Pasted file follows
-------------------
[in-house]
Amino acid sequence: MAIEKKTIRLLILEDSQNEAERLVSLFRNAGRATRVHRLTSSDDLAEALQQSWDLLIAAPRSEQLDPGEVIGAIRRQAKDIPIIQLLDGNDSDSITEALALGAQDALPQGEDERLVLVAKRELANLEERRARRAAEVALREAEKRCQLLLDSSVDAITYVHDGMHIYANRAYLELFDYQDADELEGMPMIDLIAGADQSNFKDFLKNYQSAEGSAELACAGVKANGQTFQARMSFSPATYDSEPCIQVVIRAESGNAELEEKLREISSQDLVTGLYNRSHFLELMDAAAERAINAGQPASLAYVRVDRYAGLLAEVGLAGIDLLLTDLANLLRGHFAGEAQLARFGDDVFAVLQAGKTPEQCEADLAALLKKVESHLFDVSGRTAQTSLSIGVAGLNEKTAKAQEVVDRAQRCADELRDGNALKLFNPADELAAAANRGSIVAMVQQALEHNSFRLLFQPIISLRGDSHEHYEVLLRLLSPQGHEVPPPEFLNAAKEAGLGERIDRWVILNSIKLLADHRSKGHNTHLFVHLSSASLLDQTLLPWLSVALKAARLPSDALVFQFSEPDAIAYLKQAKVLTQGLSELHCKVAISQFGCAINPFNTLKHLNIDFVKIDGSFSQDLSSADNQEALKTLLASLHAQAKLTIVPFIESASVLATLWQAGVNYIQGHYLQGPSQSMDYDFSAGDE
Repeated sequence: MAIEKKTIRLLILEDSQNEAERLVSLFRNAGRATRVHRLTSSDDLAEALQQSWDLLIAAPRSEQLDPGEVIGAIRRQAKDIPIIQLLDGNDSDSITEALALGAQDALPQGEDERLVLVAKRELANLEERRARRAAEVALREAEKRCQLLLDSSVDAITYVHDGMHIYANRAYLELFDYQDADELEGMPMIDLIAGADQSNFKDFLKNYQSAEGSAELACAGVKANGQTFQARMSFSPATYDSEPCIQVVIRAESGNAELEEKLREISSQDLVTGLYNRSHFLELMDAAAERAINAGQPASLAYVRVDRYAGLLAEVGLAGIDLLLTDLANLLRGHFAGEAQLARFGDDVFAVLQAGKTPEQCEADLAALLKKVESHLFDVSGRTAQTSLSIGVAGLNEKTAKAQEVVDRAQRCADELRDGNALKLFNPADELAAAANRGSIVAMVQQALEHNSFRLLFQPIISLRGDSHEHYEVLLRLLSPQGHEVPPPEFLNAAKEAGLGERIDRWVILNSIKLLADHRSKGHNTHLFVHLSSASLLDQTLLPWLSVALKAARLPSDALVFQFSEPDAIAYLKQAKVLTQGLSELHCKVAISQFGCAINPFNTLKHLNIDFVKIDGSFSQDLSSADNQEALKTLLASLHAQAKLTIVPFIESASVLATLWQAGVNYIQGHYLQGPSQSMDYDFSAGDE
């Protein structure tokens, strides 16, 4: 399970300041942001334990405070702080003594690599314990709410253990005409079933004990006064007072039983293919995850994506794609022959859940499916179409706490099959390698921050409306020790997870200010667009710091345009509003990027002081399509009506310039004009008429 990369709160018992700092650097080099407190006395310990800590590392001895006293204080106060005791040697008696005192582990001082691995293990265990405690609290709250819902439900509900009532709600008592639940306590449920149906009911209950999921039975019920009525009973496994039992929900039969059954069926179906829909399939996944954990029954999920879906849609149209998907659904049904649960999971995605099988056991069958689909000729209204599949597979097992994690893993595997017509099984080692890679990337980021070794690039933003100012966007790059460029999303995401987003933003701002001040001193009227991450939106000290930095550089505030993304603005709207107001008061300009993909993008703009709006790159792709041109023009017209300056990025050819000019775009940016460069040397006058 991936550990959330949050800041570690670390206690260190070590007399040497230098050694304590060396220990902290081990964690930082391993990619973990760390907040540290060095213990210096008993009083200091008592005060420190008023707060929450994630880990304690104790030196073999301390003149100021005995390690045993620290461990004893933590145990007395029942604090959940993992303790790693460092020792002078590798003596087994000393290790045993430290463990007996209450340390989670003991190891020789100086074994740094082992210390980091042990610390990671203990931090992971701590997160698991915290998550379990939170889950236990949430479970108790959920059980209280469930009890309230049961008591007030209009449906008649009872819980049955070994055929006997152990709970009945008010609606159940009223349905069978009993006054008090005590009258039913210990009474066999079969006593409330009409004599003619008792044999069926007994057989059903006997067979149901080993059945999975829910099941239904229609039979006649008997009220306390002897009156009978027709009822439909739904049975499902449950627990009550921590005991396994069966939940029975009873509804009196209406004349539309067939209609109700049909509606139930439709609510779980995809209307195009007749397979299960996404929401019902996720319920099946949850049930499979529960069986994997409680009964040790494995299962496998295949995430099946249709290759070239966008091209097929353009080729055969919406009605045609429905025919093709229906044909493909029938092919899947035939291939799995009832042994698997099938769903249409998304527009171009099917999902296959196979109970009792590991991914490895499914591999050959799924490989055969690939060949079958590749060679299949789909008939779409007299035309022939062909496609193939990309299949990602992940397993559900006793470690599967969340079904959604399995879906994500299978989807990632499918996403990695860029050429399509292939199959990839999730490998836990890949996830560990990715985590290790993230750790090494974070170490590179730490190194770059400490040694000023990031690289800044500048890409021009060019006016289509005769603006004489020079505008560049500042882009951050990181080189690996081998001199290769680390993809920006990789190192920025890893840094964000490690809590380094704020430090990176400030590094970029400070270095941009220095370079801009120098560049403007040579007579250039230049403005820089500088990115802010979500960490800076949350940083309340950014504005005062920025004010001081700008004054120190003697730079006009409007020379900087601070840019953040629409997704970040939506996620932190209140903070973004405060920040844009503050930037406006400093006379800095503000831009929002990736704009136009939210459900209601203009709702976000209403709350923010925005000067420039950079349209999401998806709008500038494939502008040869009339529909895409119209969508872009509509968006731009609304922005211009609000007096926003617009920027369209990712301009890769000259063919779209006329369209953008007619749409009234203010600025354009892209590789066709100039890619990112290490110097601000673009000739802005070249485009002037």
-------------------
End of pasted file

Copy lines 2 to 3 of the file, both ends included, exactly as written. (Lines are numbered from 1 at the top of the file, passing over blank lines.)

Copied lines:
Amino acid sequence: MAIEKKTIRLLILEDSQNEAERLVSLFRNAGRATRVHRLTSSDDLAEALQQSWDLLIAAPRSEQLDPGEVIGAIRRQAKDIPIIQLLDGNDSDSITEALALGAQDALPQGEDERLVLVAKRELANLEERRARRAAEVALREAEKRCQLLLDSSVDAITYVHDGMHIYANRAYLELFDYQDADELEGMPMIDLIAGADQSNFKDFLKNYQSAEGSAELACAGVKANGQTFQARMSFSPATYDSEPCIQVVIRAESGNAELEEKLREISSQDLVTGLYNRSHFLELMDAAAERAINAGQPASLAYVRVDRYAGLLAEVGLAGIDLLLTDLANLLRGHFAGEAQLARFGDDVFAVLQAGKTPEQCEADLAALLKKVESHLFDVSGRTAQTSLSIGVAGLNEKTAKAQEVVDRAQRCADELRDGNALKLFNPADELAAAANRGSIVAMVQQALEHNSFRLLFQPIISLRGDSHEHYEVLLRLLSPQGHEVPPPEFLNAAKEAGLGERIDRWVILNSIKLLADHRSKGHNTHLFVHLSSASLLDQTLLPWLSVALKAARLPSDALVFQFSEPDAIAYLKQAKVLTQGLSELHCKVAISQFGCAINPFNTLKHLNIDFVKIDGSFSQDLSSADNQEALKTLLASLHAQAKLTIVPFIESASVLATLWQAGVNYIQGHYLQGPSQSMDYDFSAGDE
Repeated sequence: MAIEKKTIRLLILEDSQNEAERLVSLFRNAGRATRVHRLTSSDDLAEALQQSWDLLIAAPRSEQLDPGEVIGAIRRQAKDIPIIQLLDGNDSDSITEALALGAQDALPQGEDERLVLVAKRELANLEERRARRAAEVALREAEKRCQLLLDSSVDAITYVHDGMHIYANRAYLELFDYQDADELEGMPMIDLIAGADQSNFKDFLKNYQSAEGSAELACAGVKANGQTFQARMSFSPATYDSEPCIQVVIRAESGNAELEEKLREISSQDLVTGLYNRSHFLELMDAAAERAINAGQPASLAYVRVDRYAGLLAEVGLAGIDLLLTDLANLLRGHFAGEAQLARFGDDVFAVLQAGKTPEQCEADLAALLKKVESHLFDVSGRTAQTSLSIGVAGLNEKTAKAQEVVDRAQRCADELRDGNALKLFNPADELAAAANRGSIVAMVQQALEHNSFRLLFQPIISLRGDSHEHYEVLLRLLSPQGHEVPPPEFLNAAKEAGLGERIDRWVILNSIKLLADHRSKGHNTHLFVHLSSASLLDQTLLPWLSVALKAARLPSDALVFQFSEPDAIAYLKQAKVLTQGLSELHCKVAISQFGCAINPFNTLKHLNIDFVKIDGSFSQDLSSADNQEALKTLLASLHAQAKLTIVPFIESASVLATLWQAGVNYIQGHYLQGPSQSMDYDFSAGDE